Natural birth is the only option for many females here, and though dedicated midwives do their best, the risk of infection and sepsis is high
At the Nyarugusu medical dispensary in north-west Tanzania, Eva Paulo, 23, is in her 36 th hour of labour. She paces barefoot in circles around the dusty yard behind the delivery room, her narrow back hunched in pain. Apart from her belly she is a slim female with an angular face, her hair rubbed back into rows of tidy plaits. When a contraction grips her, Paulo leans hard into the nearest tree, shuts her eyes and breathes mutely as the sweat beads off her forehead.
“This is too much,” she says, as another contraction racks her.” I don’t know why it’s taking so long. And the midwives, they don’t tell me anything .”
It is, of course, the universal complaint of women in labour the world over. But for many women in Tanzania,” natural birth” isn’t a preference or an accomplishment- it’s the only viable option.
Paulo is about to give birth for the fourth time in the most basic hospital conditions imaginable. The dispensary is composed of two unassuming cinder-block builds in a jacaranda thicket halfway up a mound. While the staff members will do their best, Paulo will receive no pain relief , no foetal monitoring and no medical interventions. The absence of physicians entails caesarean sections are not performed here.
Another problem- from which so many others stem- is a lack of water. There is no operating water for hand-washing, sterilisation or laundry. Toilets are filthy, squat outhouses a short stroll from the building.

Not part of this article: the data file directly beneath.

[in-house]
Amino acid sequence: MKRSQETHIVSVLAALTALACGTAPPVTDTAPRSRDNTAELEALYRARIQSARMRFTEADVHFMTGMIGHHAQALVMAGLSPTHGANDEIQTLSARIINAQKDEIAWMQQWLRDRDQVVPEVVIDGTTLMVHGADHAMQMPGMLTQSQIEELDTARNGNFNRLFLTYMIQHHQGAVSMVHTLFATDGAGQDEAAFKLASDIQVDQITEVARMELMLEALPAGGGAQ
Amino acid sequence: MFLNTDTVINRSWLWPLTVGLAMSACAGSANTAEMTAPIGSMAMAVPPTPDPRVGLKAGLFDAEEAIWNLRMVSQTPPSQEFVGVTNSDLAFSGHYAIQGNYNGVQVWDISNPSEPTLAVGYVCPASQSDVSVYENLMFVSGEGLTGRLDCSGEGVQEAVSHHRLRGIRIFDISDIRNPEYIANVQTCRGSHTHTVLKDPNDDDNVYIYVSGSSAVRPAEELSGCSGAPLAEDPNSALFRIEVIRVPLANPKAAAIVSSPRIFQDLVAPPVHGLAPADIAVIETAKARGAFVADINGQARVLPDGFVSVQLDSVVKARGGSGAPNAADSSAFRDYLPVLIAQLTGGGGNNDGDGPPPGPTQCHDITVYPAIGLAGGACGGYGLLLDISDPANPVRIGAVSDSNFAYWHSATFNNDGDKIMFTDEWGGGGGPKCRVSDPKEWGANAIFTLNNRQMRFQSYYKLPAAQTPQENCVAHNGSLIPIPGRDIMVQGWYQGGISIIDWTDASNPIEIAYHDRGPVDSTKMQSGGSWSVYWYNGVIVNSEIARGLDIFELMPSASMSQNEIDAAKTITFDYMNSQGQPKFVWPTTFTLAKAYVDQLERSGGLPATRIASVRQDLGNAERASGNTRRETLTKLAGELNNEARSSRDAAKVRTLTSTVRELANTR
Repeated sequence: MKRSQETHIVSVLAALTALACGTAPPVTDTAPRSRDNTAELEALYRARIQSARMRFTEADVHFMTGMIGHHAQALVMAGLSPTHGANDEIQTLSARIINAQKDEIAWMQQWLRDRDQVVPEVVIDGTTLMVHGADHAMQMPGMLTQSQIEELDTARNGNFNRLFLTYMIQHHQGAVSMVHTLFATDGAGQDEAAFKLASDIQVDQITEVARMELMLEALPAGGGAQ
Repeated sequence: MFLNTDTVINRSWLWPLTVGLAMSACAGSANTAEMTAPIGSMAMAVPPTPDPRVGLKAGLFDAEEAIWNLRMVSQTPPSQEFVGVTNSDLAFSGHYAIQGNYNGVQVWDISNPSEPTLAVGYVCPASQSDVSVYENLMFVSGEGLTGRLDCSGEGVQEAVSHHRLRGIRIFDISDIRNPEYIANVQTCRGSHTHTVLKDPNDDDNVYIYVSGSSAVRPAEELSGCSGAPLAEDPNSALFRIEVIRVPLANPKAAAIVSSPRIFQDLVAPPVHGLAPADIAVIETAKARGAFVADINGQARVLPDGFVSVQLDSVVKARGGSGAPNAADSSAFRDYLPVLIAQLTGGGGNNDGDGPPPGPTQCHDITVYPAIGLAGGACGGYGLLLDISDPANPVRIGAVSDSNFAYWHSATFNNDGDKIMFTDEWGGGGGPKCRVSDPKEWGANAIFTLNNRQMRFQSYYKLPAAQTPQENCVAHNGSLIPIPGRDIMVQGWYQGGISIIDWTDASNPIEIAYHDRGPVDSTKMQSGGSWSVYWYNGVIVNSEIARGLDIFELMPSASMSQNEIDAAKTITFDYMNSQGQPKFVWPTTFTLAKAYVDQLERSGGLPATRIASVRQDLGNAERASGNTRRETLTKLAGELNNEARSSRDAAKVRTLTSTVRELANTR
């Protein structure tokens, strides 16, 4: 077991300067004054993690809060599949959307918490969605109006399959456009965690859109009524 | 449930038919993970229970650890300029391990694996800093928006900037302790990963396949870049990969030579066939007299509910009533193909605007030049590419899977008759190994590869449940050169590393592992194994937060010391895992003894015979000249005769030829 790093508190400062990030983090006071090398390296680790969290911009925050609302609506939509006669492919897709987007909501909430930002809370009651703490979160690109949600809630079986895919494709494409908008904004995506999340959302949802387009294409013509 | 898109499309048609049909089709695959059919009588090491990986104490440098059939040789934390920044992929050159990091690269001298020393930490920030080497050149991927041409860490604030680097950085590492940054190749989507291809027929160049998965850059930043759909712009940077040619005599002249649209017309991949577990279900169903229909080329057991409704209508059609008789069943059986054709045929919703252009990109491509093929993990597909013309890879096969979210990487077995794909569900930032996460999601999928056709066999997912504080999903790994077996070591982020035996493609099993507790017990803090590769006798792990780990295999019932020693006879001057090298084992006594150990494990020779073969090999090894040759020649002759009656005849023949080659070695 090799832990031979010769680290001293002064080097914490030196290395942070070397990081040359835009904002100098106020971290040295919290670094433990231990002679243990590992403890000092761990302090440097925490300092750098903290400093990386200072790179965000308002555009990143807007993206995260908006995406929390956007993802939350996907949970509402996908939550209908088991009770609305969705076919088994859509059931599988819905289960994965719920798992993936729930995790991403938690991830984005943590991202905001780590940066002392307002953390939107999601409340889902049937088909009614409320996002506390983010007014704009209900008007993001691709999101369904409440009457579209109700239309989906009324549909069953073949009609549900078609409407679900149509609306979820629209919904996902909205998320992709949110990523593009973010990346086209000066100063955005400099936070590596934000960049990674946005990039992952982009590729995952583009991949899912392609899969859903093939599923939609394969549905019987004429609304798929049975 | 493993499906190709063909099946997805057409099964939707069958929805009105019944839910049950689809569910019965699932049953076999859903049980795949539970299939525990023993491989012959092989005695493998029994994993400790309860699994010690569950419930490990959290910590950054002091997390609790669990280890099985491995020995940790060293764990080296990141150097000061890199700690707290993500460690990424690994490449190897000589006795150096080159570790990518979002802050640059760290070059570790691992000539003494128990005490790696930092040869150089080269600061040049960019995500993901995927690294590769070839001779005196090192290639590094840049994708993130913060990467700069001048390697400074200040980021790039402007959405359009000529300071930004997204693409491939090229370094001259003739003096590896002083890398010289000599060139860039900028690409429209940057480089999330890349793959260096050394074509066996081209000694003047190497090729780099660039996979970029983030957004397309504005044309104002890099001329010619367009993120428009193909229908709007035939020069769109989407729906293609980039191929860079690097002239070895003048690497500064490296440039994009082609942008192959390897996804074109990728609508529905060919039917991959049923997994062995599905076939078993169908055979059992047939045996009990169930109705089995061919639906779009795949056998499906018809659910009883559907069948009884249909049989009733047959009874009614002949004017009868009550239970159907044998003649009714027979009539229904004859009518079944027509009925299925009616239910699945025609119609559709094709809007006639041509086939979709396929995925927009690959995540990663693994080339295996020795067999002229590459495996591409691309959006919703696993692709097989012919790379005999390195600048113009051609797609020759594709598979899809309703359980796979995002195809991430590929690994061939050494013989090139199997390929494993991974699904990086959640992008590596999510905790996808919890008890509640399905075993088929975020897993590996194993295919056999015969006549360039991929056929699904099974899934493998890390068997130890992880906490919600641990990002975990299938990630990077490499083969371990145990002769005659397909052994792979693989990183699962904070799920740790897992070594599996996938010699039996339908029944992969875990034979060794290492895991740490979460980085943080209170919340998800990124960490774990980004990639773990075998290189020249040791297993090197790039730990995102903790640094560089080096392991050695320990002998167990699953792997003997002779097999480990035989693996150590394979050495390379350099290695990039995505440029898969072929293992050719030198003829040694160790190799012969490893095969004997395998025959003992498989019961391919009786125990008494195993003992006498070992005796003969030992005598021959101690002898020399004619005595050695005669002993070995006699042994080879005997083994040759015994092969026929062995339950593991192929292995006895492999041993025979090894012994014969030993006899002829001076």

Each morning, staff at the clinic buy 20 jerry cans of water from a local vendor for 500 shillings( about 16 p) each, for basic clean. The money comes out of their own pockets, which is significant for nurses who earn less than PS200 a month. Because of this, pregnant women are required to arrive with their own water.
Paulo’s water sits in the birthing room- three big vats of murky liquid purchased from a shallow well near her house an hour’s walk away.
The water in these buckets will sterilise any implements being implemented in her birth and induce the sweet tea she will drink in the late stages of labour. Finally, it will be used to hand-wash the bloodied linens and rubber sheet on which she devoted birth. A new mom cannot be discharged until she or her relative has done so.
Paulo’s experience is very much the norm. In Tanzania, merely 44% of healthcare facilities that deliver newborns have access to water, decent toilets and handwashing with soap. Of these, merely 24% have these facilities in the delivery room. The situation is similar across the region, with 42% of healthcare centres in sub-Saharan Africa having no water source within 500 metres.
By 8am each day, the dispensary’s open-air waiting area is packed with moms, pregnant women and newborns, most of whom have walked miles to get here. This is an area known for foreign-owned gold mine. What little job there is here is back-breaking and poorly paid. Although healthcare is free in Tanzania, patients have to buy their own drugs.
The medical staff at the dispensary- three registered nurse/ midwives, two trainee nurses, an office director and a lab technician- are clearly overworked. Clad in white smocks, they rush about with clipboards, weighing and immunising dozens of newborns, testing sick patients for malaria, tuberculosis and HIV, often working 24 -hour switchings for no overtime, trying to get ahead of the river of patients, which can number 500 a day.
Read more: www.theguardian.com